PROVING A NEGATIVE
Honoring Those Who Prevented Another 9/11
If you like Michael Moore movies, don't buy Ronald Kessler's newest book. It does not heap scorn upon President George W. Bush. It does not inspire panic over "spy programs" that trample Americans' civil liberties. Nor does it sneer at American patriotism.
Kessler's book celebrates the intelligence community's successes. It is a series of vignettes (27 short chapters) praising the "unsung heroes" who have not allowed an attack on American soil since September 11, 2001. "Those who are fighting the silent battle against terrorism have produced an American success story," Kessler concludes, despite the legions of critics alleging failures or abuse of power.
Drawing from interviews with intelligence professionals and administration officials, Kessler notes that by the end of 2002, the intelligence community had thwarted "about a hundred" terrorist attacks. By 2003, the CIA had "rolled up 3,000 terrorists" in dozens of countries. Highlights include: the capture of Abu Zubayda in 2002, the raid that yielded Khalid Sheikh Mohammed on March 1, 2003, and the neutralizing of Abu Musab al-Zarqawi in 2006.
So, why do many Americans treat this branch of the government like a redheaded stepchild?
The mainstream media is a big part of the problem. The Washington Post's exaggerated 2005 headline, "FBI Examines Records of Ordinary Americans," misled many to believe that the FBI willfully violates civil liberties, instead of protecting them. The New York Times, for its part, all but ignored Osama bin Laden before 9/11, but "quickly became experts on how flawed" the intelligence community was in responding to al Qaeda.
Congress also got into the act. Senator Bob Graham (D-Fla.) attacked the CIA's inability to prevent 9/11 as "inexcusable" and "outrageous." Never mind that Congress had slashed the CIA budget, leading to a 16 percent decline in employees, and a 25 percent decline in covert officers.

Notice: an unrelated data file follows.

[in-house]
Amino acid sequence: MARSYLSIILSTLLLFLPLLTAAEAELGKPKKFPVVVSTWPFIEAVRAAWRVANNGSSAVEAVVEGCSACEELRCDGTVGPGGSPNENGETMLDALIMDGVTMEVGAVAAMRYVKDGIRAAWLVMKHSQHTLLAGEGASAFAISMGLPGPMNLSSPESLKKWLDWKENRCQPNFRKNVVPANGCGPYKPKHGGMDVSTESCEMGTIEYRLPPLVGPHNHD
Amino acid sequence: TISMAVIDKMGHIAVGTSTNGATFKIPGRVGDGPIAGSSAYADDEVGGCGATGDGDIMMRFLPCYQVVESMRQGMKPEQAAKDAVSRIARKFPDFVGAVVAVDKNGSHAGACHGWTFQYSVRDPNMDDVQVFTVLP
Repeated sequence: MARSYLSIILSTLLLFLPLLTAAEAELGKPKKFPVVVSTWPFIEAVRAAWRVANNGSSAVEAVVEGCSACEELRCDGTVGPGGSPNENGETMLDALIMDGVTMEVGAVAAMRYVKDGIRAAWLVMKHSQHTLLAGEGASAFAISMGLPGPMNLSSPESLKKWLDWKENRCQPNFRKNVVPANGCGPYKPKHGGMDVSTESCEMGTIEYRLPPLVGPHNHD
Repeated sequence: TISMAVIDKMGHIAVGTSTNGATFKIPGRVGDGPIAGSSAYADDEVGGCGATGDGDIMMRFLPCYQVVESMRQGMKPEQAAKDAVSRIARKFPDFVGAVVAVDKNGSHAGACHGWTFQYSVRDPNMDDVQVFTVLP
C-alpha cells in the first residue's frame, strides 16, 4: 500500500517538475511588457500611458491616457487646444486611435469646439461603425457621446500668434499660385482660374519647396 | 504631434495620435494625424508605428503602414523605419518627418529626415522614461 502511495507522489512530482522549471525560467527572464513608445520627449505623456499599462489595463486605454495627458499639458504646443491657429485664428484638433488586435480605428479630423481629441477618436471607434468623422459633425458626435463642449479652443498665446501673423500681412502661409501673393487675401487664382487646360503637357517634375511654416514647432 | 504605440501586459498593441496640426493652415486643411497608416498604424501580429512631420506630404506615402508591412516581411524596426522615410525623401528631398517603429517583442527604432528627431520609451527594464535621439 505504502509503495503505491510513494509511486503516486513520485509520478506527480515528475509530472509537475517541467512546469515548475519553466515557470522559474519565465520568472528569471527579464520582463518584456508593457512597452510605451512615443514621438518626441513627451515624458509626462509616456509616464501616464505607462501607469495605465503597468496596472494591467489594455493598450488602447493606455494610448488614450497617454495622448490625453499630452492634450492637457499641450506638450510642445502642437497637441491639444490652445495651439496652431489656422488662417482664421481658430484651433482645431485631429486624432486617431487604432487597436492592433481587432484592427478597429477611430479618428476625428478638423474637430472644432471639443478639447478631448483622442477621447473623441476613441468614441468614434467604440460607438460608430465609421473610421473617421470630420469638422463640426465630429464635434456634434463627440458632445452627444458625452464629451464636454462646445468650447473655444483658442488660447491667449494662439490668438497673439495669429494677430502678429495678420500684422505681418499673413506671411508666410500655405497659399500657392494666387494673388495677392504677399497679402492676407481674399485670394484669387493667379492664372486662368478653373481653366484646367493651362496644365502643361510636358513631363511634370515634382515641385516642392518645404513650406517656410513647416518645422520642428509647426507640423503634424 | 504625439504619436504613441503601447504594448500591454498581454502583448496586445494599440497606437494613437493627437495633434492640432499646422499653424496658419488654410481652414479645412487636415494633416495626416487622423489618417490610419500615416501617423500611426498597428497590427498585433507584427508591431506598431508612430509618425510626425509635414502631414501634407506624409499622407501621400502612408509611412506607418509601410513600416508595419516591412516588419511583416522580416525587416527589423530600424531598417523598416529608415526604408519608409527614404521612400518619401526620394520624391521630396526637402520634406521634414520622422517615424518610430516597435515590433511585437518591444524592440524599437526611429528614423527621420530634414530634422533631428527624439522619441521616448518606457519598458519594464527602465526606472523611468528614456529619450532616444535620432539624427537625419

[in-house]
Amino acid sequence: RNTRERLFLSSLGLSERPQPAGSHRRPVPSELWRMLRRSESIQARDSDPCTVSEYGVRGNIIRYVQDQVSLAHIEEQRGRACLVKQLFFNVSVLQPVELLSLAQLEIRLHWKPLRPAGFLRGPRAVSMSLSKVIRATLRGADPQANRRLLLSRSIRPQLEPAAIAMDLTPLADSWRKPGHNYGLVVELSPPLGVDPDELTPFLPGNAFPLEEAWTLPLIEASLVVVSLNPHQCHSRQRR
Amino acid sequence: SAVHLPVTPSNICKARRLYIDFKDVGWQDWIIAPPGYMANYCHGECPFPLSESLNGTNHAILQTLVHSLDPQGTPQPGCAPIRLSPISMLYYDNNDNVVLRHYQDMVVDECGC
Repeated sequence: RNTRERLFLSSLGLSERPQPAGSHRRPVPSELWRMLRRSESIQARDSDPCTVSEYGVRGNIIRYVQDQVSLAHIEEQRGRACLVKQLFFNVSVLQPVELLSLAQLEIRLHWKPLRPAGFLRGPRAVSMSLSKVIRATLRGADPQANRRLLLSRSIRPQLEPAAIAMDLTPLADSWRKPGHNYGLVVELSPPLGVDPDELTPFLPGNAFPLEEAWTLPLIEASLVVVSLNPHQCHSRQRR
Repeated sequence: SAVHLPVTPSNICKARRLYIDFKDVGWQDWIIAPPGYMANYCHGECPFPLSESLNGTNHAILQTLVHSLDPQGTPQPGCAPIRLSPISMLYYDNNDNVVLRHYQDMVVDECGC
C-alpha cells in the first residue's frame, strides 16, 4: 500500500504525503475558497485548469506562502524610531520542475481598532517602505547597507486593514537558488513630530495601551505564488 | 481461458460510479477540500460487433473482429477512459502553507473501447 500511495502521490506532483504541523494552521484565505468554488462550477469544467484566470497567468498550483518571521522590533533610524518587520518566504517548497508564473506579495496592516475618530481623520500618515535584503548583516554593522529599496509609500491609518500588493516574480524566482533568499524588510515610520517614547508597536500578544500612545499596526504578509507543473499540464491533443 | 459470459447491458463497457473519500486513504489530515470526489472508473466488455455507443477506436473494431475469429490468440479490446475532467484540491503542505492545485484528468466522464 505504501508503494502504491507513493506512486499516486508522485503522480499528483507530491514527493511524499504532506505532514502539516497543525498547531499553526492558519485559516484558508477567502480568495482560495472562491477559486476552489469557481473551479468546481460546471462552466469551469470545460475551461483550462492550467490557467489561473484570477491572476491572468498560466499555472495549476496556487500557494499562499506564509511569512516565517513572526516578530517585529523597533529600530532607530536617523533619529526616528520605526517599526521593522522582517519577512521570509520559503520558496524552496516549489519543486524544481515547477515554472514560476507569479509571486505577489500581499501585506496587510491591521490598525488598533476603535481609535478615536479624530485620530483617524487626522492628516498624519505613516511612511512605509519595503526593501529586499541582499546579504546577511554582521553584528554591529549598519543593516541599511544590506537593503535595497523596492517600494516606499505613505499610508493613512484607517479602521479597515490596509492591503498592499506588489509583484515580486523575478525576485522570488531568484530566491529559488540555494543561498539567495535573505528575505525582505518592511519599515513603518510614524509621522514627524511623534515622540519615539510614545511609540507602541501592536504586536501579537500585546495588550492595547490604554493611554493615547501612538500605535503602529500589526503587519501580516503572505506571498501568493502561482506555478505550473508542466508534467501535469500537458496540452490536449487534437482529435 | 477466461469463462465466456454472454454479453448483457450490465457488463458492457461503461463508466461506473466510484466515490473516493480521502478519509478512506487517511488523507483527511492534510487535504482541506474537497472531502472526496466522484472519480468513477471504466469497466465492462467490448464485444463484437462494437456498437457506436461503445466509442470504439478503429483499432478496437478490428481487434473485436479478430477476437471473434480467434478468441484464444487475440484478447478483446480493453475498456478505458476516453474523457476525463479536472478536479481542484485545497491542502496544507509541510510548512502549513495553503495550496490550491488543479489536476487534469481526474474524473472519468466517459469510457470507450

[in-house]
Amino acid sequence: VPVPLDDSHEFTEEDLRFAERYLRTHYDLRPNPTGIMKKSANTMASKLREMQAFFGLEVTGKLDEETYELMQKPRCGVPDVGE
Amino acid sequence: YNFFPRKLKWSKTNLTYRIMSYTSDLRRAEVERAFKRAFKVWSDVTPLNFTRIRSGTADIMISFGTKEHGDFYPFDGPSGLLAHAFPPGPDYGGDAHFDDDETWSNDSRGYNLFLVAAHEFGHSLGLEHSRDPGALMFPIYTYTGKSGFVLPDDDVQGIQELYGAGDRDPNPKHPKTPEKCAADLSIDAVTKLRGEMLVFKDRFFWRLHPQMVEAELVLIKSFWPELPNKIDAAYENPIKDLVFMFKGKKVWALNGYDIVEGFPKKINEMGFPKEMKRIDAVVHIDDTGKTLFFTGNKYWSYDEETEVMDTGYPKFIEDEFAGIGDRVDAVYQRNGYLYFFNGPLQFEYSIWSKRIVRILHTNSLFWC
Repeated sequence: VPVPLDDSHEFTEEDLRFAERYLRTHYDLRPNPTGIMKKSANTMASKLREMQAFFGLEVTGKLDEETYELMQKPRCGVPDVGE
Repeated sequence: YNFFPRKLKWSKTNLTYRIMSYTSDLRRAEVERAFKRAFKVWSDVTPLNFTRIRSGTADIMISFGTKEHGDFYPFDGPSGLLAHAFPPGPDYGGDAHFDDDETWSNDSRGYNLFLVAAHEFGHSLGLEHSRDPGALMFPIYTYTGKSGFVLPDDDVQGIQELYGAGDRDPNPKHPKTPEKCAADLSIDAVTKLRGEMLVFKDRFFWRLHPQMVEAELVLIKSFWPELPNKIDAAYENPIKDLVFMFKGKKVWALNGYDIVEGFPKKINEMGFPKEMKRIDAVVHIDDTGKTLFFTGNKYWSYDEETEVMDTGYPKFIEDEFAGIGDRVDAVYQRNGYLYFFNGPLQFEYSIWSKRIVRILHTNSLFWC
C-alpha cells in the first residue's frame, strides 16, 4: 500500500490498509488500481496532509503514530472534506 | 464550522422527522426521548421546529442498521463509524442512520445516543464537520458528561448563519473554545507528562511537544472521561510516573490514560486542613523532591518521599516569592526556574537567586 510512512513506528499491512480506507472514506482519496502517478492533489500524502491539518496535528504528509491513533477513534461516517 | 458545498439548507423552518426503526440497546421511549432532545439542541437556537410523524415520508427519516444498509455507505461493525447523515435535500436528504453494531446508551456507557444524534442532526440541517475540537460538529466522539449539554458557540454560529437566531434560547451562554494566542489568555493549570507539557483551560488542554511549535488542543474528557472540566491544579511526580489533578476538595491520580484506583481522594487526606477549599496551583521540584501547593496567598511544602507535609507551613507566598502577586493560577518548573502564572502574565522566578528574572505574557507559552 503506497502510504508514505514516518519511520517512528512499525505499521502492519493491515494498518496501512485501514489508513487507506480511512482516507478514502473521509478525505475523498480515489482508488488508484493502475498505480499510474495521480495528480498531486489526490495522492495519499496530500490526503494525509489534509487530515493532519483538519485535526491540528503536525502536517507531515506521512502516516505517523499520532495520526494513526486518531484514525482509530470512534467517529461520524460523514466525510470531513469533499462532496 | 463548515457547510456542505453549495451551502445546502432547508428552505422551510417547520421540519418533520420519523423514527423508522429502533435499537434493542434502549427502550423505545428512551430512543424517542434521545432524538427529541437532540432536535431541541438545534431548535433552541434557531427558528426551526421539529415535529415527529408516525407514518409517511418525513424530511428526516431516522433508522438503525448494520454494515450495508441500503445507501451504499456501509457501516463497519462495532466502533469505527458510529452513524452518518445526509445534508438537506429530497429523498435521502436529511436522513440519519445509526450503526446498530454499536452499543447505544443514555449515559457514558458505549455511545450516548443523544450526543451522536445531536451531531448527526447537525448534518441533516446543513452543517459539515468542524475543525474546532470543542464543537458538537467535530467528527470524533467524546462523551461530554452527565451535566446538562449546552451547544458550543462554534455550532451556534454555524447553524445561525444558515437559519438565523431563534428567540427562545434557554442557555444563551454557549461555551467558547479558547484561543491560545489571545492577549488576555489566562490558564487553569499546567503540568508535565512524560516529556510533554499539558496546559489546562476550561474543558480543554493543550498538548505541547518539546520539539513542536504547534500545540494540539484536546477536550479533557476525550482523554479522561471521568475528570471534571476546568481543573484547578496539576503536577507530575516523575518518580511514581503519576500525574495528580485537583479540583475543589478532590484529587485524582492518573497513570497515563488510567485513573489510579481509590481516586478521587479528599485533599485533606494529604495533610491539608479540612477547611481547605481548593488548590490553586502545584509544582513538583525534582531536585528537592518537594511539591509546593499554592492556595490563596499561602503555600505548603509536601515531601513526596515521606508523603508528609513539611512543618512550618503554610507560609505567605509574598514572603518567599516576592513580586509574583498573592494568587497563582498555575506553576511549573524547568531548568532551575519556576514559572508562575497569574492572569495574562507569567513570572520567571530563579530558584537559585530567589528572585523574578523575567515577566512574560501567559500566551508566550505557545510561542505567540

Kessler aptly notes 9/11 was not an "intelligence failure." That would imply faulty intelligence. The problem was that the government - particularly in the 1990s - did not take terrorism seriously enough. CIA employees joked that when a small Cessna plane crashed into the White House in 1994, it was Director of Central Intelligence Jim Woolsey just trying to get President Bill Clinton's attention.
In a new era of vigilance, President Bush wants daily counterterrorism briefings. He demands better intelligence sharing and coordination. Indeed, the National Counter Terrorism Center, established in 2005, now facilitates intel sharing where there was none before.
The ACLU, for its part, claims that Bush exploited 9/11 to gain wider powers. This is akin, Kessler writes, to saying that FDR "exploited the Japanese attack on Pearl Harbor" to enter World War II. The Patriot Act simply provides the FBI "the same powers in terrorism cases that it already had in cases targeting drug traffickers, spies and mafia figures."
As one NCTC analyst told me, the intelligence community, "is like an incredible hockey goalie. We've stopped every shot taken against us since 9/11."
Jonathan Schanzer is the author of "Al-Qaeda's Armies: Middle East Affiliate Groups and the Next Generation of Terror."